Blue laws are pretty common in the United States, and the term refers to restrictions of sale. In areas where blue laws are in effect, Sundays are traditionally off limits for most retail establishments and liquor is completely off limits.
Today, blue laws in Texas restrict only two types of purchases: automobiles and alcohol. Car dealerships must be closed either Saturday or Sunday (which day is up to their discretion) and alcohol is only allowed to be sold during certain times of the day. Beer and wine can be sold between 7 a.m. and midnight Monday through Saturday, and on Sunday it can be sold between midnight and 1 a.m. and again between noon and midnight. State law allows certain large cities to extend sales to 2 a.m. on any day of the week. Liquor can only be sold at specialized stores, and sale is restricted to 10 a.m. through 9 p.m. Monday through Saturday, with no sales permitted on Sunday, New Year’s Day, Thanksgiving, or Christmas.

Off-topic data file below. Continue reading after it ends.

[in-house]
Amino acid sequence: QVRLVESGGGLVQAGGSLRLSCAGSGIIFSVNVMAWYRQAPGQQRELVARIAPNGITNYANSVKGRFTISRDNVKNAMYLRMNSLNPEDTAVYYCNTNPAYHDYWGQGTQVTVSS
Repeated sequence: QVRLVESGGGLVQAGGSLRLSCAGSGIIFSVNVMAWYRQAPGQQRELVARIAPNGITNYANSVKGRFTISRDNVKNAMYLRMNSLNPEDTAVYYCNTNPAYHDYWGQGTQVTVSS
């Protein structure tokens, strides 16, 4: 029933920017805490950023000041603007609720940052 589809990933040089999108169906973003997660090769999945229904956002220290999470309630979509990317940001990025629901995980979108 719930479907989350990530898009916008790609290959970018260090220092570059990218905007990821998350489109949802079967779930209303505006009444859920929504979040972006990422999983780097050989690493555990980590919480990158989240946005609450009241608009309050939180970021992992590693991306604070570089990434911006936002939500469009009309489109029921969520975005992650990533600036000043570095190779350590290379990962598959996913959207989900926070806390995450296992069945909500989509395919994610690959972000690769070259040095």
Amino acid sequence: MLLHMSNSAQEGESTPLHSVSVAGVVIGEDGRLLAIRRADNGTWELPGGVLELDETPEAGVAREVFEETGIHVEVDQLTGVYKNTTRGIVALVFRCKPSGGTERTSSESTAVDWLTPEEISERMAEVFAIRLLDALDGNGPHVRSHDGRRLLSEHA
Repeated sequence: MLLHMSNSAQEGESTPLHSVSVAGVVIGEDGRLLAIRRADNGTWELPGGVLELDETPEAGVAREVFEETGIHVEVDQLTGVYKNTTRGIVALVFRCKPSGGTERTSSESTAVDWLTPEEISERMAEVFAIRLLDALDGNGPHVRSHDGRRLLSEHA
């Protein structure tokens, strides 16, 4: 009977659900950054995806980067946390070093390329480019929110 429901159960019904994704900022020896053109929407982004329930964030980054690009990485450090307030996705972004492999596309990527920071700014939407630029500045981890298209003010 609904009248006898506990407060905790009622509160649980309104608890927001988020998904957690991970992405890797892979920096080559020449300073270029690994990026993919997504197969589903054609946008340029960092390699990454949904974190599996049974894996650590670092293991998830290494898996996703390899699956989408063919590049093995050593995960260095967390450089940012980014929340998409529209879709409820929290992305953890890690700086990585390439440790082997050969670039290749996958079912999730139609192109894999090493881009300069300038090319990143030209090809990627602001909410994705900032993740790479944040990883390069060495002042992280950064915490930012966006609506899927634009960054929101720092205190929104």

Before 1985, however, there were a lot of things you couldn’t buy on Sundays. You could buy screwdrivers but not screws, for example. Cloth diapers could not be sold, but disposable diapers were okay. The restrictions had no rhyme or reason to them, but proponents of state blue laws made sure they were heard in the early 1980’s. Getting rid of blue laws would force retailers to be open for 7 days a week rather than 6, resulting in higher utility overhead and a raise in the amount of wages paid out to employees. It was unclear for many stores whether being open on Sunday would result in enough revenue to cover these new expenses.
In Tarrant County, Lanny Hall was openly torn about whether or not to uphold the Texas Blue Laws. In a letter to a constituent, he admits that he believes Sunday should be reserved for a day of rest and for families to be together. He states that he has received overwhelming support from Tarrant County voters for repealing the blue laws. Much more information about the Texas Blue Laws and their role in the 66th, 67th, and 68th legislative sessions can be found in the Lanny Hall collection, which contains records pertaining to subjects such as public education, tuition rates and funding for colleges and universities, equal rights and LGBT issues, transportation, and health topics.